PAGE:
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The primary objective is to determine the safety and tolerability of the novel compound, MRx0518 in patients with solid tumours at 30 days post-surgery. 20 participants will receive open label MRx0518 in a preliminary safety phase. After successful evaluation by the Independent Safety Monitoring Committee (IDMC), a further 100 participants will be recruited to receive MRx0518/Placebo.
To evaluate an alternative clinical genetics cancer care delivery model, using non-genetic providers to introduce and order genetic testing. 250 prostate and 250 pancreatic patients will be recruiting. They will undergo genetic testing and complete study questionnaires. Results from this pilot study will be used to inform the strategies used by the CREP CGS and GI/GU physicians to deliver genetic testing and return genetic risk information to patients with prostate or pancreatic cancer.
Conventional treatment options for localized prostate cancer include prostatectomy, radiotherapy and active surveillance. However, prostatectomy and radiotherapy carry certain degree of morbidity, including the risks of urinary incontinence, erectile dysfunction and injury to the structures in the proximity. Active surveillance carries the risk of disease progression and psychological distress to the patients. Focal therapy employs the concept of only destroying the significant lesion, resulting in disease cure and improved functional outcome. Among the different options of focal therapy, high-intensity focused ultrasound (HIFU) is one of the most commonly employed energy sources. It exerts its effect through thermal and mechanical destruction of cancer tissue. This study aims at assess the effectiveness of such treatment in prostate cancer management. In this study, investigators evaluate the early oncological outcome and objective functional outcome of patients undergoing HIFU for the treatment of localized intermediate risk prostate cancer.
A significant proportion of patients with localized prostate cancer, and treated for curative intent by radiotherapy, have a local recurrence. Among these patients with local recurrence, few receive curative remedial treatment but most of them are treated with palliative hormonal therapy without any chance of long-term recovery. The use of Focused Ultrasound (HIFU) in focal treatment (only on recurrence) is an effective and not very morbid option, especially compared to surgery. The quality of this treatment is conditioned by both an early diagnosis of recurrence, a precise localization of recurrence in the prostate and a rigorous extension assessment for the detection of occult metastases. Innovations in medical imaging have led to the development of a new generation of "hybrid" machines that combine PET (Positron Emission Tomodensitometry) and MRI (Magnetic Resonance Imaging) technology. Associated with the use of 68Gallium-labeled PSMA (Prostate-Specific Membrane Antigen), a new tracer specific for prostate cancer, the investigators believe that this PET-MRI imaging technique can: 1. To identify at an early stage the metastatic patients and to allow a more adapted therapeutic management. 2. A better evaluation of the limits of local recurrence and therefore a more precise definition than with MRI alone of the tumor zone to be destroyed. Finally, the investigators believe that the PET-MRI / 68Ga-PSMA exam, used for the selection of patients eligible for focal HIFU treatment and used for the treatment itself, should allow obtaining an optimal control of the cancer recurrence with the least possible side effects.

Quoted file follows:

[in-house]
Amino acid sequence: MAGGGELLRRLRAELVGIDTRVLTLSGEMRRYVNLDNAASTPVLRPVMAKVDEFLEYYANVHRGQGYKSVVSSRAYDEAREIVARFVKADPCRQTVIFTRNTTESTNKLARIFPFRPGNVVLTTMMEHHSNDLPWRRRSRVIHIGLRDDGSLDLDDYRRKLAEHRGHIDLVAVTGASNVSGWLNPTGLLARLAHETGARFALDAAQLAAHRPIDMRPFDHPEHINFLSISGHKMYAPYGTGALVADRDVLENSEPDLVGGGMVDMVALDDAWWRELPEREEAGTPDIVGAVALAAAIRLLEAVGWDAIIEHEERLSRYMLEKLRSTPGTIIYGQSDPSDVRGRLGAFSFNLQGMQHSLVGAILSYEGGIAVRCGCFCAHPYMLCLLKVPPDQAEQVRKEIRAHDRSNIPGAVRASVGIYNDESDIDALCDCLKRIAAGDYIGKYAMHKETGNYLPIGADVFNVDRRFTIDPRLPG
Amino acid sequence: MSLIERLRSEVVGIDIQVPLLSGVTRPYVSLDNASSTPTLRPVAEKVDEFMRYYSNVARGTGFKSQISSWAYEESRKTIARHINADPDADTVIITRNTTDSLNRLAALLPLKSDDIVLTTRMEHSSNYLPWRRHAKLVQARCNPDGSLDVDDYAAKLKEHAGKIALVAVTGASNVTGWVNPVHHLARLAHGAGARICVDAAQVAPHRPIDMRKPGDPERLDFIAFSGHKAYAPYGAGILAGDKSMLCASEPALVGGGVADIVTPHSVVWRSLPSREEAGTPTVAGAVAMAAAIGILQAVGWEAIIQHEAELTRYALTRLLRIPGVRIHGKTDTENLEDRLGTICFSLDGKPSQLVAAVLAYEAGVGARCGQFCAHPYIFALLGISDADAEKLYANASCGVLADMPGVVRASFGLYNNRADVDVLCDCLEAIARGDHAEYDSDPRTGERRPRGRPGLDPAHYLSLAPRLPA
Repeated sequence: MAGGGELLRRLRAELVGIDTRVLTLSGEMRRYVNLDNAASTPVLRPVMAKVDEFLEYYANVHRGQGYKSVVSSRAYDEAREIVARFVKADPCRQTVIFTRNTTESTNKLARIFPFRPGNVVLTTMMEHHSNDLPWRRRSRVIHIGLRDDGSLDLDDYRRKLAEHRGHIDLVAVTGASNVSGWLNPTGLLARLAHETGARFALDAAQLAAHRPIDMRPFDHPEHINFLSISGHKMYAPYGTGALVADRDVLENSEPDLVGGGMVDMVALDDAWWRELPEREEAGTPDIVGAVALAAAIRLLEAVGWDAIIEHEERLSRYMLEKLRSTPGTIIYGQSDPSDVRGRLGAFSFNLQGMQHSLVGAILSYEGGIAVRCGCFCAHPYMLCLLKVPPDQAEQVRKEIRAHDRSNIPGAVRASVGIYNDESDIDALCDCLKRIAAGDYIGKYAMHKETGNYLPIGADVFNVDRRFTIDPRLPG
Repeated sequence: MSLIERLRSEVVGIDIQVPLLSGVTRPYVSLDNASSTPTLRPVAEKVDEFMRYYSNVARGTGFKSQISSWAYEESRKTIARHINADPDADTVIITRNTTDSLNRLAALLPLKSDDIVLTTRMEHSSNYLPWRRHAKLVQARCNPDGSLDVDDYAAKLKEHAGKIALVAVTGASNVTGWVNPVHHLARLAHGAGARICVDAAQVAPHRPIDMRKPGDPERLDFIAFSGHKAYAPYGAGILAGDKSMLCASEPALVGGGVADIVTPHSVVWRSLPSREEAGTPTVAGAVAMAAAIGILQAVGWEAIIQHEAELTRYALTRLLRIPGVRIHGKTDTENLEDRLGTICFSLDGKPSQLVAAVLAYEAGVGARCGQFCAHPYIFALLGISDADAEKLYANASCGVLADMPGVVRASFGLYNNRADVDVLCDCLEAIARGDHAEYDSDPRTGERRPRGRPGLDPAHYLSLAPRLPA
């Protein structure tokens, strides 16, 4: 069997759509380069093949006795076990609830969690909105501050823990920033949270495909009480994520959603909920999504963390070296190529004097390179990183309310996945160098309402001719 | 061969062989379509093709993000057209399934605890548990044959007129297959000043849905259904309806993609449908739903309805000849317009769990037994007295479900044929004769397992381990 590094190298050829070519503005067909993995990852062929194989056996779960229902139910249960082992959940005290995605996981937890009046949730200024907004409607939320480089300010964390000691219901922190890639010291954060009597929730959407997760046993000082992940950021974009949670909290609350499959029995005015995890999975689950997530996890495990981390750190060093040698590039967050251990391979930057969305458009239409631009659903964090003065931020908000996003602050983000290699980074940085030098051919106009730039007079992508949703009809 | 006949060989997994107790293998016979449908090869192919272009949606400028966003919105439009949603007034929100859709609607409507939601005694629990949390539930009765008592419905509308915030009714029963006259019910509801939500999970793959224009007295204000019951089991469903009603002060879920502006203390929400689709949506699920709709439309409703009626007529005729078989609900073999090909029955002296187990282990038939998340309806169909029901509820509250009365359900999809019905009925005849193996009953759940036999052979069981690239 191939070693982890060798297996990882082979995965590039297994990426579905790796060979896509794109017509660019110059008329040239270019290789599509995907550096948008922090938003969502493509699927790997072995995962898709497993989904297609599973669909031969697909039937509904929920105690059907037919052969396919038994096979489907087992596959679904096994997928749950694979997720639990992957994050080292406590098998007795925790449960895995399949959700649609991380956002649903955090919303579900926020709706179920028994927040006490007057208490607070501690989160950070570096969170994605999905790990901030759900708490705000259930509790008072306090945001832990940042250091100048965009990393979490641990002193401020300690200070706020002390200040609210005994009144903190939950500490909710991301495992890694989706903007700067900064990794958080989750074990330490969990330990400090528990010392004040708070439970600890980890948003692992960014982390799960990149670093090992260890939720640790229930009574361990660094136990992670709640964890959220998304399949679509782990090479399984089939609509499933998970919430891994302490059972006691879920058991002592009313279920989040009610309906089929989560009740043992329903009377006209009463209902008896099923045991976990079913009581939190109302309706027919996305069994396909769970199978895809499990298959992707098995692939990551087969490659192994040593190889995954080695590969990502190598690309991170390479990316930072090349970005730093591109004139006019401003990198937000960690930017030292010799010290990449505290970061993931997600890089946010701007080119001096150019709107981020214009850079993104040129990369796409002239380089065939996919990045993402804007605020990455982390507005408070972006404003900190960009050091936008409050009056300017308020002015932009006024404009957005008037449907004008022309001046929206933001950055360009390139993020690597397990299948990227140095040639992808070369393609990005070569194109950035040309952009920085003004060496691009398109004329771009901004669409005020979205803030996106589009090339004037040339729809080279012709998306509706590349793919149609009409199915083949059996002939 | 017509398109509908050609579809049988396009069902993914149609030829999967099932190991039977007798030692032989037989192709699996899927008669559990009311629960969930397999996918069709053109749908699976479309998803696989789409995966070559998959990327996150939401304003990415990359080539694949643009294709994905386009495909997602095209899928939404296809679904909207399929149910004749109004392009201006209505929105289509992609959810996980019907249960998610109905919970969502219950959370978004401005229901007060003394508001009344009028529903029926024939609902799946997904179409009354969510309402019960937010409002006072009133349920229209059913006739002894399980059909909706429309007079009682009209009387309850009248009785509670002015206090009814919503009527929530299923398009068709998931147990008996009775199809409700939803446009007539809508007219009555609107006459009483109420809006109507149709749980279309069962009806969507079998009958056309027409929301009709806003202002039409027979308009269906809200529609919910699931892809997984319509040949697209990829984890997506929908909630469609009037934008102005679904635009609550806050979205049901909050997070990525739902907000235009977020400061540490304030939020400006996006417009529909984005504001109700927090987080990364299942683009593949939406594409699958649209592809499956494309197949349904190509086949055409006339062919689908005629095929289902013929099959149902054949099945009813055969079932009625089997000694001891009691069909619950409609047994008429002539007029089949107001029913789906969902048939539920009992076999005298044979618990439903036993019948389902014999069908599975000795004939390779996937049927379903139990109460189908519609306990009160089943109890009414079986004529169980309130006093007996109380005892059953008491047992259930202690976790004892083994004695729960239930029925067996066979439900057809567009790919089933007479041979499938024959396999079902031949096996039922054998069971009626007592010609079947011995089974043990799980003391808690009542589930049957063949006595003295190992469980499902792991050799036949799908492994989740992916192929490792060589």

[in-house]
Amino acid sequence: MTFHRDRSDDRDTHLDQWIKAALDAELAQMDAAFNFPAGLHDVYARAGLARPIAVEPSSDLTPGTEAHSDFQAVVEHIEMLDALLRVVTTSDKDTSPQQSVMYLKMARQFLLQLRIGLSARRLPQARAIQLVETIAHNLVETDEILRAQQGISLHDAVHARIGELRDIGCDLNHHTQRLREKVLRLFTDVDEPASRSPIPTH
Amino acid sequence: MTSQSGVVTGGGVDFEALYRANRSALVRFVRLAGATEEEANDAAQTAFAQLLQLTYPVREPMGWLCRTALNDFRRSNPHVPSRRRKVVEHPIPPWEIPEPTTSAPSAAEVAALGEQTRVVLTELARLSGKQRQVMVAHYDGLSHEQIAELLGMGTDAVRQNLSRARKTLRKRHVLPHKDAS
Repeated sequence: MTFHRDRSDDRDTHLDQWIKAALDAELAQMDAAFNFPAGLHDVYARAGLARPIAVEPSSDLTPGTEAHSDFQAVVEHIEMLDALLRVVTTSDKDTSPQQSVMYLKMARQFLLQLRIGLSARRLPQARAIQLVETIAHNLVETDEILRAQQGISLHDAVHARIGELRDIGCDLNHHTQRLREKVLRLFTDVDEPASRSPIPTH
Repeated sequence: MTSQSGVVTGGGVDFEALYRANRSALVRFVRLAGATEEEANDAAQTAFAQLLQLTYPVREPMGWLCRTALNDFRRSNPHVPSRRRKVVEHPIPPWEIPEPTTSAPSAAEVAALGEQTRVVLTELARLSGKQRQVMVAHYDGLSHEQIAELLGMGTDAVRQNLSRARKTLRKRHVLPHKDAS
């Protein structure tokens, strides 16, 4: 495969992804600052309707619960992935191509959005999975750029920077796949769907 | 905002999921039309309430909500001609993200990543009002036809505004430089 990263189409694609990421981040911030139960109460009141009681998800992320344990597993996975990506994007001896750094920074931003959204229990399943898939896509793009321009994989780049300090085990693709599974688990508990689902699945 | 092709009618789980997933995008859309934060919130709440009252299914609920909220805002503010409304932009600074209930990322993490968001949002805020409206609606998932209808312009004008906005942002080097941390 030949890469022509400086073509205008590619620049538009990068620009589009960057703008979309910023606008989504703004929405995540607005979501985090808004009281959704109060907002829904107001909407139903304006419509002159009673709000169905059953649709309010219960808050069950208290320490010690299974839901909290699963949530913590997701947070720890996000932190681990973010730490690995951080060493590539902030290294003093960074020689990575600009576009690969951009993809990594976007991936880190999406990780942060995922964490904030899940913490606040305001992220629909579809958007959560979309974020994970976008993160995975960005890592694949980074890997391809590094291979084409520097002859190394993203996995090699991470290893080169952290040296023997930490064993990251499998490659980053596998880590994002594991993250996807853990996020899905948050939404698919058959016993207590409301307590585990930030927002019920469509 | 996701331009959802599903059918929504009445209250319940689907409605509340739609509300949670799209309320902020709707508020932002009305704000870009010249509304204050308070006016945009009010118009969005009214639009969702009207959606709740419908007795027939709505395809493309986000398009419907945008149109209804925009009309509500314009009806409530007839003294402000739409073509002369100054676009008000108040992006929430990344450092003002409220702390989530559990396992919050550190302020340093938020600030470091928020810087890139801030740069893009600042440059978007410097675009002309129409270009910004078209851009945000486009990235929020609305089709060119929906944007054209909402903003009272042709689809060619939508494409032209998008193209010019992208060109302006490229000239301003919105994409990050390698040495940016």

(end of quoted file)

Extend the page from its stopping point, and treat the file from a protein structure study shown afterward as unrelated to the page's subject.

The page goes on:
For patients with intermediate-risk prostate cancer plus a predicted risk of >5% for positive lymph nodes and with high-risk prostate cancer, international guidelines recommend ePLND along with the RP. Besides an improved accuracy in staging, the therapeutic role of ePLND remains controversial. We hypothesize that ePLND prolongs time to biochemical recurrence (BCR) and prostate cancer-specific survival (PCSS) in intermediate- and high-risk PCa patients.
Patients with a biochemical recurrence after radical prostatectomy for moderate- or high- risk prostate cancer are randomly assigned to hypofractionated, accelerated high dose radiation therapy group (65 Gy, 26 fractions) and a control group of standard treatment group (66 Gy, 33 fractions). The criteria for stratification at randomization include 1) risk groups, 2) androgen deprivation therapy, and 3) PSA before salvage radiation therapy, which affect biochemical recurrence. It is expected that hypofractionated, accelerated high dose radiation therapy will have a superiority in terms of biochemical control to conventional radiation therapy, and the present study would like to confirm this. In addition, we aimed to evaluate and compare the toxicity and quality of life index of two radiation therapy regimens.